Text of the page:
BJP spokesperson Nirmala Sitharaman tells Kunal Majumder that the party will reveal its stand on Lokpal in Parliament. “When the government decided to engage with the civil society group represented by Anna Hazare, they did not think it was necessary to invite the principal opposition party. It was important for the government to take all political parties on board. The government has not clearly stated its stand on the Lokpal Bill either. I can understand the enthusiasm and curiosity to know what is our party’s stand. In all fairness, we will state our view in Parliament,” she says.
The government’s intentions became very clear today. It wants to kill Lokpal before it were born. They want to create a Lokpal without any administrative or investigative machinery – an emaciated and disempowered Lokpal. Government says that it would be an eleven member body. Benches of these eleven members would take all decisions. Government says that Lokpal would have powers to receive public grievances from ordinary people. So, if an income tax officer demanded a bribe to give an income tax refund in Bangalore, the citizen will have to make a complaint to the eleven member body in Delhi and come to Delhi for hearings.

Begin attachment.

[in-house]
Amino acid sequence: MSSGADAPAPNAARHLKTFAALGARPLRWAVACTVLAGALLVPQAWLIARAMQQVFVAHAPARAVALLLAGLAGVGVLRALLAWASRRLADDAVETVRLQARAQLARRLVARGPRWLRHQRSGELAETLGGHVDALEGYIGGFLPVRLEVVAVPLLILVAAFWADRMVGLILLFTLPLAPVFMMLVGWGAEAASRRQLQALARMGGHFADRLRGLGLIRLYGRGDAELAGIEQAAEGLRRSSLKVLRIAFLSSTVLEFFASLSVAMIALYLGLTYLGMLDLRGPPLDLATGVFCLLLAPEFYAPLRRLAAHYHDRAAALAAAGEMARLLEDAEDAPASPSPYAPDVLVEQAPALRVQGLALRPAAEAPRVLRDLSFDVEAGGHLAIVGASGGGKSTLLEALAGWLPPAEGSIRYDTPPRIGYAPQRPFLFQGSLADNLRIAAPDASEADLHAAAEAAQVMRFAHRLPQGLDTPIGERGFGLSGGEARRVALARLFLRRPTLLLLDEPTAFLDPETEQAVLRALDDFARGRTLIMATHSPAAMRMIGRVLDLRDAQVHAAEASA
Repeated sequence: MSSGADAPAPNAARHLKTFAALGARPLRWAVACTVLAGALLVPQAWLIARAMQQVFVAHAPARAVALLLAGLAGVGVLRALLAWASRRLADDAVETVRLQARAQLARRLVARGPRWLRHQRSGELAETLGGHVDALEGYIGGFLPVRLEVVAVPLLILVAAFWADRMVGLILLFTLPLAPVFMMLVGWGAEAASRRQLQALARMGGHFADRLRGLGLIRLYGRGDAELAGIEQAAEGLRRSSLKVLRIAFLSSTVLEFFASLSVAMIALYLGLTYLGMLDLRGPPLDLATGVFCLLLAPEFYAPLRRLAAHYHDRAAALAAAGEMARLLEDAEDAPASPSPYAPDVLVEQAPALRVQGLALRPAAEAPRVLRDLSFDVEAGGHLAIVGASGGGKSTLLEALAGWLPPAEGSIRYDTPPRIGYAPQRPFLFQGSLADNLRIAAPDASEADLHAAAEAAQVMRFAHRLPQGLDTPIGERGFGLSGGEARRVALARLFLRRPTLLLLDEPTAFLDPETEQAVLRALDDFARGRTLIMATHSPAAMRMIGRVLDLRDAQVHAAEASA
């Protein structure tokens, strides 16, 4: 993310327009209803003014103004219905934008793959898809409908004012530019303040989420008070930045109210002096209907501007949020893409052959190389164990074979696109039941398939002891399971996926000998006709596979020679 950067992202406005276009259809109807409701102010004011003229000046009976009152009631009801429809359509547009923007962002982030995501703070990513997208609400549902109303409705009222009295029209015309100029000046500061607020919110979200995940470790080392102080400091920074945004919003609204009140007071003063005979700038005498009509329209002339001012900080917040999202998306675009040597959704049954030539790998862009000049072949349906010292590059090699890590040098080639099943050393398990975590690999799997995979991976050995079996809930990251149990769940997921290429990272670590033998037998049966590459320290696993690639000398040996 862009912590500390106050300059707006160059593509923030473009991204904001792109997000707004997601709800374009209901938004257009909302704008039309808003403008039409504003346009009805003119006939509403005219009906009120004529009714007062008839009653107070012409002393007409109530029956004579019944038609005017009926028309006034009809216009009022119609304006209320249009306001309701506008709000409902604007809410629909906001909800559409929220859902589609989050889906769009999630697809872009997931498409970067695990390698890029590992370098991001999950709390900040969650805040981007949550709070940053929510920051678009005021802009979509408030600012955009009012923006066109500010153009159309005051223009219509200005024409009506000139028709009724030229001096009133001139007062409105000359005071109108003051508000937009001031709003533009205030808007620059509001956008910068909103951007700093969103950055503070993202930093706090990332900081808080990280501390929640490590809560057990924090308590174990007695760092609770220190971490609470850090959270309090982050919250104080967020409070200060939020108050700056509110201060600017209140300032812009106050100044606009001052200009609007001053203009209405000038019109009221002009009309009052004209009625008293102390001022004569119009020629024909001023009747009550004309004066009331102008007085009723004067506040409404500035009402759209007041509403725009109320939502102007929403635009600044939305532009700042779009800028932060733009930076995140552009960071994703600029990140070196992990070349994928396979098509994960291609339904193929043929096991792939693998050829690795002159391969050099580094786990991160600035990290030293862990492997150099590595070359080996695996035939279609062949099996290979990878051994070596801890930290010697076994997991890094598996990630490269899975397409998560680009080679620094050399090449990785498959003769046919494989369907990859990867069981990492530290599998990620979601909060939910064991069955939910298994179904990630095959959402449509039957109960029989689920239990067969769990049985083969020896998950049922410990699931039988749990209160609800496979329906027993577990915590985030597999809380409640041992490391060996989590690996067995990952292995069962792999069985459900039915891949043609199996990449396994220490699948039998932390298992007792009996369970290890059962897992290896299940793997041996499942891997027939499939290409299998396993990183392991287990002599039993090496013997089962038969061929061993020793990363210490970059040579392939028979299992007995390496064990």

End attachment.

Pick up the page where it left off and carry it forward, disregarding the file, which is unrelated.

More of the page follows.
Supreme Court lawyer Prashant Bhushan tells Kunal Majumder that the Centre is probably stonewalling on the Lokpal Bill. “For the first time, major contentious issues were discussed and the government’s response was negative on virtually all of them. They said the prime minister should not be included, the judiciary should not be included, the MPS’ conduct inside Parliament should not be included, nor should government servants below a certain level. That leaves only a small section, i.e., ministers and senior civil servants. Kapil Sibal even said that the armed forces should not be included. Then what is the point of the Lokpal?” he says.